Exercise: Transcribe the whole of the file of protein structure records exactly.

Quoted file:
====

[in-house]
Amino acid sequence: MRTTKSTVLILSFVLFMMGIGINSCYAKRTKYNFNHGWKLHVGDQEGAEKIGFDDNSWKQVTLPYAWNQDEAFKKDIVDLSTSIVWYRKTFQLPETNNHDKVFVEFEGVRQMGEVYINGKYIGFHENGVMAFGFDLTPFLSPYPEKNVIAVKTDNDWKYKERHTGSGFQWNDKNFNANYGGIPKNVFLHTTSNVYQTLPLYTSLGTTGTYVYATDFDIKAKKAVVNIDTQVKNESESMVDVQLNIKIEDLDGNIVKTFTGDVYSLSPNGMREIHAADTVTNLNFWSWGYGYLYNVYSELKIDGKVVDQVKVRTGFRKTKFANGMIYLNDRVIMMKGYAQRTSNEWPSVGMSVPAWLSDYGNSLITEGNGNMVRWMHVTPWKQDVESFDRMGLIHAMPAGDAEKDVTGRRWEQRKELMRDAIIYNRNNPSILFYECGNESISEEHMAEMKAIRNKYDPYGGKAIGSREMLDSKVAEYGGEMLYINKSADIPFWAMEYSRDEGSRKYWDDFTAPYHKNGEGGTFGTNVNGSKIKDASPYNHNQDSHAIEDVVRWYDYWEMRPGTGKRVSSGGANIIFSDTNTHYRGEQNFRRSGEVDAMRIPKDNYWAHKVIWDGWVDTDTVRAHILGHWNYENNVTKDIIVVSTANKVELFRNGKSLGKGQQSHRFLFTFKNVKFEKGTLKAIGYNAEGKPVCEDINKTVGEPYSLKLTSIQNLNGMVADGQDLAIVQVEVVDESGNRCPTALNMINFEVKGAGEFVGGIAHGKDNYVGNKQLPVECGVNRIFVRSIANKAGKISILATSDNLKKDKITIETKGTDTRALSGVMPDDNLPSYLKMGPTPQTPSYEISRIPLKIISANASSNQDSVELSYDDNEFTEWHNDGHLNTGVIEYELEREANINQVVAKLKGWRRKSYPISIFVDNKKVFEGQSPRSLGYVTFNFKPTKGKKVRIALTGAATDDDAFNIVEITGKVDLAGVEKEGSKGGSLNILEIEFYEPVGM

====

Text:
[in-house]
Amino acid sequence: MRTTKSTVLILSFVLFMMGIGINSCYAKRTKYNFNHGWKLHVGDQEGAEKIGFDDNSWKQVTLPYAWNQDEAFKKDIVDLSTSIVWYRKTFQLPETNNHDKVFVEFEGVRQMGEVYINGKYIGFHENGVMAFGFDLTPFLSPYPEKNVIAVKTDNDWKYKERHTGSGFQWNDKNFNANYGGIPKNVFLHTTSNVYQTLPLYTSLGTTGTYVYATDFDIKAKKAVVNIDTQVKNESESMVDVQLNIKIEDLDGNIVKTFTGDVYSLSPNGMREIHAADTVTNLNFWSWGYGYLYNVYSELKIDGKVVDQVKVRTGFRKTKFANGMIYLNDRVIMMKGYAQRTSNEWPSVGMSVPAWLSDYGNSLITEGNGNMVRWMHVTPWKQDVESFDRMGLIHAMPAGDAEKDVTGRRWEQRKELMRDAIIYNRNNPSILFYECGNESISEEHMAEMKAIRNKYDPYGGKAIGSREMLDSKVAEYGGEMLYINKSADIPFWAMEYSRDEGSRKYWDDFTAPYHKNGEGGTFGTNVNGSKIKDASPYNHNQDSHAIEDVVRWYDYWEMRPGTGKRVSSGGANIIFSDTNTHYRGEQNFRRSGEVDAMRIPKDNYWAHKVIWDGWVDTDTVRAHILGHWNYENNVTKDIIVVSTANKVELFRNGKSLGKGQQSHRFLFTFKNVKFEKGTLKAIGYNAEGKPVCEDINKTVGEPYSLKLTSIQNLNGMVADGQDLAIVQVEVVDESGNRCPTALNMINFEVKGAGEFVGGIAHGKDNYVGNKQLPVECGVNRIFVRSIANKAGKISILATSDNLKKDKITIETKGTDTRALSGVMPDDNLPSYLKMGPTPQTPSYEISRIPLKIISANASSNQDSVELSYDDNEFTEWHNDGHLNTGVIEYELEREANINQVVAKLKGWRRKSYPISIFVDNKKVFEGQSPRSLGYVTFNFKPTKGKKVRIALTGAATDDDAFNIVEITGKVDLAGVEKEGSKGGSLNILEIEFYEPVGM